Interview with Michael Casey, Author, Senior Advisor to the Digital Currency Initiative at the MIT Media Lab, who spoke on blockchain at the 2018 Xcelerate Retail Forum in Boston, MA.
Why is blockchain important now and how do you define it?
I start with the idea that it is a decentralized record-keeping system. There’s this capacity for the first time ever to keep track of transactions without relying on a centralized ledger-keeper. It’s not just for financial transactions. It’s transactions in terms of the sharing of any data of value. The transactions get recorded in a decentralized distributed process. Multiple computers track those same transactions and arrive at a consistent, updated consensus around the veracity of that information. At any given time, there is a fully reconciled, fully recognized shared record of truth for whatever it is that you’re trying to track.
Human beings are always faced with trust barriers, but if there’s a commonly understood set of records around shared values, then on that basis we can enter into economic exchanges. That record-keeping function has traditionally been performed by centralized ledger keepers, like banks. But having one record keeper is expensive for various reasons (it requires a lot of accounting and auditing work, for example, to ensure that each distinct ledger is reconciled with others) and prevents some types of transactions from ever taking place. If we can, at any time, agree on a common record, then we can have peer-to-peer exchanges and avoid all of those costs.
Bitcoin is a peer-to-peer currency system. Without having to rely on centralized record keepers, we can now trade a new form of currency back and forth directly with each other. But it’s not just in currency, that these concepts are valuable. Take the supply chain realm. This technology has the capacity to recognize transfer of value – of rights to goods for example – between different buyers or sellers along a supply chain without the need for outside authentication of the transfer. And when we add smart devices and the blockchain-powered concept of “smart contracts,” which allow for the automatic execution of a contract’s terms and conditions without the approval of an outside party, we can also foresee a system for much wider automation of activity between different organizations in the chain. That brings a lot more automation and fluidity into the system.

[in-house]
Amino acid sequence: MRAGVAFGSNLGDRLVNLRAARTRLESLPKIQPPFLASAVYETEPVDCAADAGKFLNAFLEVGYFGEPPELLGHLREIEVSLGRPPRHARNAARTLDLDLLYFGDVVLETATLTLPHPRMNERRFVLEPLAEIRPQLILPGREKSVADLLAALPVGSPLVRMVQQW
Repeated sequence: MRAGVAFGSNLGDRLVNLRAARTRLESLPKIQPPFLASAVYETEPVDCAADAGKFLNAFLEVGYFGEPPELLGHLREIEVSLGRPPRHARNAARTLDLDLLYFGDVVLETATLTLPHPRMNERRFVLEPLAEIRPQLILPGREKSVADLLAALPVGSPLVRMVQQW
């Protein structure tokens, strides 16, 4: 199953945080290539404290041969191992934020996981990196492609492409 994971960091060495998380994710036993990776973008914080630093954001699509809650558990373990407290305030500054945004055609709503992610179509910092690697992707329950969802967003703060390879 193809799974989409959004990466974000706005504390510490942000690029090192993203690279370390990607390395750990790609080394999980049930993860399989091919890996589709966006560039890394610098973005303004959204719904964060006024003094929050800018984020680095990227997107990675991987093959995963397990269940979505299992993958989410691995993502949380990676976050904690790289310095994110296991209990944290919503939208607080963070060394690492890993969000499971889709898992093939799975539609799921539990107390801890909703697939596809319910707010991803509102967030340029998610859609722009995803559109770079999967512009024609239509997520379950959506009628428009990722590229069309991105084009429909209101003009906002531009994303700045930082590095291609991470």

You mention supply chain, but what is the significance of blockchain for fast-moving consumer goods retailers and manufacturers?
Yes, one of the key areas of interest is provenance. The core problem of a supply chain is that you have a group of independent entities who have a common interest in optimizing sale of finished goods, but they don’t necessarily trust each other to provide accurate information. Doing so could compromise their interests in terms of their negotiations with each other. That’s a great use case for retail blockchain. Supply chains fall into that category. When we can share information in a way that we all can trust, knowing that no one is manipulating it, we begin to have more reliable proof of the work that’s being done along the chain. Consider: